In Lincolnshire: Asking how you are feeling
“Lots of appointments for my daughter have been cancelled, which we have waited 2 years for.”
This is just one of the thousands of comments that have been shared with Healthwatch Lincolnshire since starting their online survey about how people are feeling and their experiences of health and care during coronavirus. In the first week alone, over 300 people responded, sharing their experiences as services quickly changed because of the pandemic.
Dean, Healthwatch Lincolnshire Coordinator said: “We’re here to understand people’s views and it felt like we had to do this survey, regardless of what else we were working on. We would have been doing a disservice to local people if we didn’t. Now with over 1,400 responses, we have published our first weekly summary of what people have said.
“One of the questions we asked was ‘How are you feeling’. Over 50% of people who responded to the survey said they were worried about other people, especially those who are most vulnerable. Concern about putting pressure on services or ‘being a burden’ to the health system also featured in people’s feedback.
“From those with existing health conditions, the survey prompted people to share their experiences of operations and appointments being cancelled, and 38% of people felt their care or that of their loved ones had been affected negatively, including its quality and safety. While people understood why services have had to change, it is still causing anxiety."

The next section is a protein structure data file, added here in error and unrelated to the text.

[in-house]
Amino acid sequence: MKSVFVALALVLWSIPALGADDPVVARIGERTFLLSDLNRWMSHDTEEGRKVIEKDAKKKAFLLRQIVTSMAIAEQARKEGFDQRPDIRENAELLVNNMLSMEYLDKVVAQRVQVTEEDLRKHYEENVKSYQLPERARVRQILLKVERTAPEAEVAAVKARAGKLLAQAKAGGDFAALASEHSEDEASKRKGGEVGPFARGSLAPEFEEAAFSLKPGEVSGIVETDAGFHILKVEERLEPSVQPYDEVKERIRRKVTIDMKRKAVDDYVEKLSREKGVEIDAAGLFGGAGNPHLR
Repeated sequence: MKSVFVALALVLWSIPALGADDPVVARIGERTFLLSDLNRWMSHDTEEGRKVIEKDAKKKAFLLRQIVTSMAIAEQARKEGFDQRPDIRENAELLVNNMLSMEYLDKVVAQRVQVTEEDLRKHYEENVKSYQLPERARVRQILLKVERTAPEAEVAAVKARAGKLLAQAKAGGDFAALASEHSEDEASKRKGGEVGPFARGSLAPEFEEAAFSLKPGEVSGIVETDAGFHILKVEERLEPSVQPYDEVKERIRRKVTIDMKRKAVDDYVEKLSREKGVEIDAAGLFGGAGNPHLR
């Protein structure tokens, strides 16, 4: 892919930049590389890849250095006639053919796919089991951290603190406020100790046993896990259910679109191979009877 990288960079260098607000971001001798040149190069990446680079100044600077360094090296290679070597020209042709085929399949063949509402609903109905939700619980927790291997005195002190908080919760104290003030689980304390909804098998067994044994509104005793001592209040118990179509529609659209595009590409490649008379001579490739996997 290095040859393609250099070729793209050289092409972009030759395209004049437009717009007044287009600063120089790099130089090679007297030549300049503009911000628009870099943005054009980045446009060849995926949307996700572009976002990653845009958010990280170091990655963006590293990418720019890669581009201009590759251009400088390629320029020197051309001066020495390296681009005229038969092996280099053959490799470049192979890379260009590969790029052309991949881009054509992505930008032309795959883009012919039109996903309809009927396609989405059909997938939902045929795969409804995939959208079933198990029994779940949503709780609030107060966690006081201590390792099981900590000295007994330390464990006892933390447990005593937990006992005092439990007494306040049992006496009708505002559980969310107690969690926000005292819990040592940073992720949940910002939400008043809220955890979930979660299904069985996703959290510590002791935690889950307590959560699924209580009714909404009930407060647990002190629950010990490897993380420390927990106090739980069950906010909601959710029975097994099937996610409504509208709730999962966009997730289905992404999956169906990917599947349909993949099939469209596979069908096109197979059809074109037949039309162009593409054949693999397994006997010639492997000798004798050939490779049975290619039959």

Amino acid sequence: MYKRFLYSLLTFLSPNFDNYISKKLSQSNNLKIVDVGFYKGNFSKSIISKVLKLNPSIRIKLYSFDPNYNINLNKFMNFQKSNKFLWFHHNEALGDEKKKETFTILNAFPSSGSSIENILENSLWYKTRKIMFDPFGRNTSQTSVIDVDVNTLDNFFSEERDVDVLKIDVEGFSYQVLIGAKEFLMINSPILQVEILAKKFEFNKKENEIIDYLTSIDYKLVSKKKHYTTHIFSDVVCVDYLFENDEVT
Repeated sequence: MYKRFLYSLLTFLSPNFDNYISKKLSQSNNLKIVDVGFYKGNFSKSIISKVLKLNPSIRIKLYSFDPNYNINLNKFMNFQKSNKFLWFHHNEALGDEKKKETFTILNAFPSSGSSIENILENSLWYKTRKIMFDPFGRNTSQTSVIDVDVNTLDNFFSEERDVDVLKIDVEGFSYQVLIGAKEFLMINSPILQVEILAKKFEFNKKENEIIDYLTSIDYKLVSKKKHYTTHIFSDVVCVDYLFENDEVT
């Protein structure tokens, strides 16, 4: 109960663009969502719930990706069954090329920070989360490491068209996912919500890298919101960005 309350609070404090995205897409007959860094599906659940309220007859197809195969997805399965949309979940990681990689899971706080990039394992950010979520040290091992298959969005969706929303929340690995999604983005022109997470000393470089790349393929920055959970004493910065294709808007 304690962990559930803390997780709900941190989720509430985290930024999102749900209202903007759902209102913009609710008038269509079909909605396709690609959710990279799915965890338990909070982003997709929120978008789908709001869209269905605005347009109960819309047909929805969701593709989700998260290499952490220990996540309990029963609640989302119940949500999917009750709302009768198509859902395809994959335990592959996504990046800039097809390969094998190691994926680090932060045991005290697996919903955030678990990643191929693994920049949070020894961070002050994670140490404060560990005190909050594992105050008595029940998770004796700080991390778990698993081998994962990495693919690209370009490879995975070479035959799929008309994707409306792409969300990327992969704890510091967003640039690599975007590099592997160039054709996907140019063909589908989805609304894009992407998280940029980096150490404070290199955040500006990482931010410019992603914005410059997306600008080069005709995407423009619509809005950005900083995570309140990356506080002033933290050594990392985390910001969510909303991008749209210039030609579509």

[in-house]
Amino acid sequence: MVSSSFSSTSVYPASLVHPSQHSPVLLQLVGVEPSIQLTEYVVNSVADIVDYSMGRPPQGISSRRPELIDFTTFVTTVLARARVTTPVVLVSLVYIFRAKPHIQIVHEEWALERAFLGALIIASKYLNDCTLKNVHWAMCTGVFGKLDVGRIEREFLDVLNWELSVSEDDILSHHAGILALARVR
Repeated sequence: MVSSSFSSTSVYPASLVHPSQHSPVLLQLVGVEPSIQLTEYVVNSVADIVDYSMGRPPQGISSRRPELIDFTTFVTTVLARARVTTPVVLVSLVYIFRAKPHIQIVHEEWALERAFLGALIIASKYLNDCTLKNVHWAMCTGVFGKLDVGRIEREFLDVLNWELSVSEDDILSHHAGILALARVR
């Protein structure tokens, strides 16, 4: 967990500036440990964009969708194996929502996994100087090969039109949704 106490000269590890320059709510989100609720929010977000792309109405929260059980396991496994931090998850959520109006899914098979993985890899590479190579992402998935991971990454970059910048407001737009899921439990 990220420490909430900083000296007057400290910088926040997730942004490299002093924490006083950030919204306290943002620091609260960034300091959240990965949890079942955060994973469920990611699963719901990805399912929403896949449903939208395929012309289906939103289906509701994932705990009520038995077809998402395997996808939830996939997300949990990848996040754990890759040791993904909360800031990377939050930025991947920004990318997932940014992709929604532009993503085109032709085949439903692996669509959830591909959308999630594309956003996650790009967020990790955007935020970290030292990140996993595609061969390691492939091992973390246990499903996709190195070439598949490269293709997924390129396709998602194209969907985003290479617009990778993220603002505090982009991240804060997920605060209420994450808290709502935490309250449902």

“Cancer is an area we’ve particularly had feedback about. While it’s meant to be a priority for the NHS, it would appear from the comments we’ve had that people’s treatment and support has been postponed, leaving them to feel left in the dark about their care.
“Mental health also seems to be a cause of concern for people in Lincolnshire, with respondents consistently highlighting issues such as isolation, loneliness and anxiety. This may continue to grow as time passes unless progress is made in combating the restrictions caused by the virus.
“Finally, it is important to recognise the overall positivity of people, who are at this stage generally happy with the information they are receiving about coronavirus. 89% of people who responded have said it has helped them to adapt to their new way of life during the pandemic.”
What have we done with this information?
“Along with other Healthwatch, we shared the experiences of people in Lincolnshire with Healthwatch England. This was then used to inform a submission to the Health Select Committee’s inquiry into Delivering Core NHS Care and Care Services during the Pandemic and Beyond.
“We’ve also started talking with Lincolnshire Police and other partners. Together we are aiming to build up a bigger picture of the issues people are facing across Lincolnshire and more importantly how these views and feelings will be reflected as restrictions are slowly lifted.”